Melbourne, Australia – Novak Djokovic said on Wednesday that he knew his test was positive.When he attended a press conference and photo shoot at his tennis center in Serbia last month, he added that he had “made a mistake” and should have gone into isolation immediately.
Djokovic made the confession in a social media post. Tried to clarify “ongoing misinformation” About his movements after a positive experience last month.
“This is information that needs to be corrected,” he wrote, “especially in the interest of allaying the wider community concern about my presence in Australia, and to It’s very painful and it’s about my family. “
He was also accused of “human error” by his support team for a mistake in a travel document used a week ago to enter Australia.A COVID-19 vaccination story that spans the days leading up to the Australian Open.
The statement was posted on Djokovic’s social media accounts while the men’s tennis team was conducting a practice session at the No. 1 Rod Lauer Arena, his third on the tournament’s main court since his release from immigration custody.
The nine-time and defending Australian Open champion is missing before the first tennis major of the year starts next Monday, a week after he won the legal battle to stay in the country.
But he still faces deportation because he has not been vaccinated with COVID-19. This decision is entirely at the discretion of the Australian Immigration Minister if it is considered in the public interest for health and safety reasons. Deportation could result in a three-year ban on entry into Australia, a worrying prospect for a player who has won nearly half of his record 20 Grand Slam singles titles here.
Last month, speculations began about the star player’s participation in events in his native Serbia. Further questions were raised about the errors in her immigration form, which could potentially lead to her visa being revoked.
On the farm, Djokovic said he had not traveled in 14 days before leaving for Australia, despite being seen in Spain and Serbia for two weeks.
Djokovic called the recent remarks “painful” and said he wanted to address them in the interest of “allaying the wider community’s concerns about my presence in Australia”.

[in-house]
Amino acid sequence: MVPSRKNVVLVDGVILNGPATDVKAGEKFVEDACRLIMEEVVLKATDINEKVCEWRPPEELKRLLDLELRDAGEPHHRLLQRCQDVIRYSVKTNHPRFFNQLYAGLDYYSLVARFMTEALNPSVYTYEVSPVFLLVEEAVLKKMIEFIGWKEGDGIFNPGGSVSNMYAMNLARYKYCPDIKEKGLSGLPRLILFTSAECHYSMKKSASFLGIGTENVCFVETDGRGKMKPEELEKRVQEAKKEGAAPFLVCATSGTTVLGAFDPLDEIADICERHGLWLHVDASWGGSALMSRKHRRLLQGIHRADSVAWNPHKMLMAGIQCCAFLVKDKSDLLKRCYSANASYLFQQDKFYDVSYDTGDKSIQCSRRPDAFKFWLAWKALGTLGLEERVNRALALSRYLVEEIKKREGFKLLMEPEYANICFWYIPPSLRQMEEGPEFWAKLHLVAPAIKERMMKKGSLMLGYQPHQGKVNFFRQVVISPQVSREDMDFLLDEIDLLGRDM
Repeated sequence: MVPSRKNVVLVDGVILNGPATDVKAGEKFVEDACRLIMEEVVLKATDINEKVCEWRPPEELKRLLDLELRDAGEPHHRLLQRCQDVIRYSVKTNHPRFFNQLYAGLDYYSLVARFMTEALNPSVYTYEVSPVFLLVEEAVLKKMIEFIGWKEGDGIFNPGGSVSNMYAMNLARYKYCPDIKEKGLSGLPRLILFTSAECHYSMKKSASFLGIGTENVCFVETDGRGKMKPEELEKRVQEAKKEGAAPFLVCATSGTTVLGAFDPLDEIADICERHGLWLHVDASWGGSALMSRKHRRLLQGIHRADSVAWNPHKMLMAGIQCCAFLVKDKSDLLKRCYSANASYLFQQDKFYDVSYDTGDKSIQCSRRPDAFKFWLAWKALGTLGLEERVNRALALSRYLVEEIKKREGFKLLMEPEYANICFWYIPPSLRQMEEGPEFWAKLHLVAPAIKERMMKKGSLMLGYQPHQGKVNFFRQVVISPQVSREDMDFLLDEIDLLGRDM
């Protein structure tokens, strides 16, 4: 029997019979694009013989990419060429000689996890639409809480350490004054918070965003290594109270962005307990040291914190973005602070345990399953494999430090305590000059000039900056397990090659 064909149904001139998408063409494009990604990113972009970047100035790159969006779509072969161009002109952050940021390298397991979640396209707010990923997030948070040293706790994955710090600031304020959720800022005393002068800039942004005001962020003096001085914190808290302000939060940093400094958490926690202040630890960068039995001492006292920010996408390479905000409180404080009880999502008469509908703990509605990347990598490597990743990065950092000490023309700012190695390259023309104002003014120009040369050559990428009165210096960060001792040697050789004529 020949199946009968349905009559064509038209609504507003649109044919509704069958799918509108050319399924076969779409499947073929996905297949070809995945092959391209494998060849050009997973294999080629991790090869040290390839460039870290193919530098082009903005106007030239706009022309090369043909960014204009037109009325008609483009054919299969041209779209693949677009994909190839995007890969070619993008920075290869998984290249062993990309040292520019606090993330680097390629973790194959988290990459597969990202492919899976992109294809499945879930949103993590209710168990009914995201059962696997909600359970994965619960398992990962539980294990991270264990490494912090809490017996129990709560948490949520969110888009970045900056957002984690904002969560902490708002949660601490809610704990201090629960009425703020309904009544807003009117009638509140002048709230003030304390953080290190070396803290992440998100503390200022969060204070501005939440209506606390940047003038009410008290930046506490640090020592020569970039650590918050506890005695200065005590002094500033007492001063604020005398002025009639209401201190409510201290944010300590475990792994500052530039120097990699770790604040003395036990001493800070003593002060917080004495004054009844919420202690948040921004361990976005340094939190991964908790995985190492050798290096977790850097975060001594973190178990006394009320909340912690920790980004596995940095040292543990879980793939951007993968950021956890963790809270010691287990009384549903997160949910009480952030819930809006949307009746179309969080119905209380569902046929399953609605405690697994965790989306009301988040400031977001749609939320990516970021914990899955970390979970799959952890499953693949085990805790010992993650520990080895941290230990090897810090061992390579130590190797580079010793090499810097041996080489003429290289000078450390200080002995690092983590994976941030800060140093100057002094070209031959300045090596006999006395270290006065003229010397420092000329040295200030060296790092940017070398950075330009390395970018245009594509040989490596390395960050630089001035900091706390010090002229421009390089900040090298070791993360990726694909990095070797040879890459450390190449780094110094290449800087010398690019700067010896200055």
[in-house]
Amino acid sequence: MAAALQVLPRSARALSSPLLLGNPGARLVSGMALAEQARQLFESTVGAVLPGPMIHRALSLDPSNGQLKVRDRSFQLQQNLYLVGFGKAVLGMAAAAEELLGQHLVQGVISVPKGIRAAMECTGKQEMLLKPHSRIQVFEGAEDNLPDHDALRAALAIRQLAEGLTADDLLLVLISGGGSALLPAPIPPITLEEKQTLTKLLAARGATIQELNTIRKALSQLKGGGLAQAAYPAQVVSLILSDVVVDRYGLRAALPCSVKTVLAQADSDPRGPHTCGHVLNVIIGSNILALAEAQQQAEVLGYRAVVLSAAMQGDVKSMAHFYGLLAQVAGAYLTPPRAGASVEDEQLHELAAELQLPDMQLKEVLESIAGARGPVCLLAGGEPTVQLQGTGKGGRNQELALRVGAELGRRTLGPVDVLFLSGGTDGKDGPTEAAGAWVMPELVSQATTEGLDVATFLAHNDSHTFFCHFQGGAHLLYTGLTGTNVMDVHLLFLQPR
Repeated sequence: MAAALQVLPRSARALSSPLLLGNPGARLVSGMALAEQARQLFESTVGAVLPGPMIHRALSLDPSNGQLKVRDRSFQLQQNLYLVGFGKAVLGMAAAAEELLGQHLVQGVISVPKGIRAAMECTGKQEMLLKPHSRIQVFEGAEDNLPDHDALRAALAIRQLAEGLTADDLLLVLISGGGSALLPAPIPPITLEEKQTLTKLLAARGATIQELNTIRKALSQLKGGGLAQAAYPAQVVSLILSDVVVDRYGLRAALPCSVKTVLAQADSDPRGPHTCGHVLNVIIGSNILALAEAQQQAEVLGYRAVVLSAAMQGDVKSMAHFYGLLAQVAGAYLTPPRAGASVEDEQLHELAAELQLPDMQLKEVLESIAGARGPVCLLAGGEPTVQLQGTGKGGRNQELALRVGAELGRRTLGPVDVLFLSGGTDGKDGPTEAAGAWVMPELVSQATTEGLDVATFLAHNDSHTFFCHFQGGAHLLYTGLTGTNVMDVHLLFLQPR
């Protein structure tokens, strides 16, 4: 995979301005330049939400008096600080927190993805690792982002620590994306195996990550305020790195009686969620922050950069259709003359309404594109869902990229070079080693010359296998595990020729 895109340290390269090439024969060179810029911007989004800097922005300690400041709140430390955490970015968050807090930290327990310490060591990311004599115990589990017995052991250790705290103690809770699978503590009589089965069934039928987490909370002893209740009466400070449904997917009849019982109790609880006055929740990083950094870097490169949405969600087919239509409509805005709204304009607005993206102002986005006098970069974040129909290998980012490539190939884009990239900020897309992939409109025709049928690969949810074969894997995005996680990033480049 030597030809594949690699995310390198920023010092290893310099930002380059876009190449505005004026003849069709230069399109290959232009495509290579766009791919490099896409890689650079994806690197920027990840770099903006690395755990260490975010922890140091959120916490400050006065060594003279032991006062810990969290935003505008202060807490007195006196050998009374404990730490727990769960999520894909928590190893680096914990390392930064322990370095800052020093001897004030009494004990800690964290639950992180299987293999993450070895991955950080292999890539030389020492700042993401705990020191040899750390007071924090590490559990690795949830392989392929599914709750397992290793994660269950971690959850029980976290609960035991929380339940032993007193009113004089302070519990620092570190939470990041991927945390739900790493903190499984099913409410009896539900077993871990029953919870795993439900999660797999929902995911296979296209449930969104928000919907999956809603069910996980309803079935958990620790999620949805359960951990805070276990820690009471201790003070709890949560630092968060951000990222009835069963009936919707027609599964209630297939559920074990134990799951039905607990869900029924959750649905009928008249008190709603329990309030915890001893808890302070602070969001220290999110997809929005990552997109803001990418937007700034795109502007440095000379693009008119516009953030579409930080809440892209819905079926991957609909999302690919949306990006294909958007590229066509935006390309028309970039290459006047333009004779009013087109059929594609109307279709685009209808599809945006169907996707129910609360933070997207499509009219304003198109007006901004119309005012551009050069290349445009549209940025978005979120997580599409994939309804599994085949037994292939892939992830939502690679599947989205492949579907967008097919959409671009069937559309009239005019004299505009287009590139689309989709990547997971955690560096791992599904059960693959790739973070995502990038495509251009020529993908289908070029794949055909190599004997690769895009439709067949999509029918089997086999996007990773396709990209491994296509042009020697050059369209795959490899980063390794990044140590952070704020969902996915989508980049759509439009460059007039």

The 34-year-old Serb said he quickly took tests that were negative and used “a lot of caution” after attending a basketball game in Belgrade to obtain a positive result from an approved PRC test. Was asymptomatic before December 14
He said he received the result late on December 17, and broke all his promises except for a lengthy interview with L’Equipe.
Djokovic said: “I felt compelled to move on … but made sure I kept social distance and wore a mask except when I was being photographed,” Djokovic said. “When I went home to be isolated for the required period after the interview, considering, it was a mistake.”
He addressed the travel declaration, saying it was submitted by his support team and “my agent sincerely apologizes for the administrative error in ticking the wrong box.”
“It was a human error and certainly not intentional,” he wrote. The team has provided additional information to the Australian Government to clarify the matter.
CoVID suddenly hit Australia hard.
Concerns are growing in the community, meanwhile, cases of COVID-19 are on the rise.
The Omicron variant has spread across Australia, despite high vaccination rates and strict border policies, keeping the country largely closed to the world for almost two years.
These initiatives transformed Australia into a practically COVID-19-free utopia at the onset of epidemics. But they have made a fresh inquiry into Djokovic’s situation.
The state of Victoria, whose capital Melbourne is hosting the Australian Open starting next week, reported 21 deaths on Wednesday with 40,127 new cases.
Possible consequences for Djokovic
Australian-based lawyer Greg Barnes, who specializes in visa matters, told The Associated Press that if the immigration minister takes action, he can only choose to revoke Djokovic’s visa or have the tennis star revoke it. May give notice of intent.
Barnes said Hawk has “personal power” to cancel visas without giving him a written notice or a reasonable time to respond to Djokovic.
If Djokovic’s visa is revoked, his lawyers can go to court again to apply for a restraining order, which will prevent him from being forced to leave the country.
If the government issues a notice of intent, Barnes said it could give Djokovic nine days to respond, depending on when it is received.
“It could be a way to give Djokovic a chance in the tournament and then get him out at the end,” Barnes said. “In my experience, it’s relatively rare for them to change their mind.”
Simon Janes, a Sydney-based immigration lawyer, said there were “many misunderstandings” in the law and that the immigration department would take its time to ensure that any visa revocation was “appeal-proof”.
“It’s not an easy task because if they revoke his visa and then Djokovic wins (the appeal) and he loses the chance to compete, he will lose the prize money and all his legal fees,” Janes said. Can sue the department, “Janes said.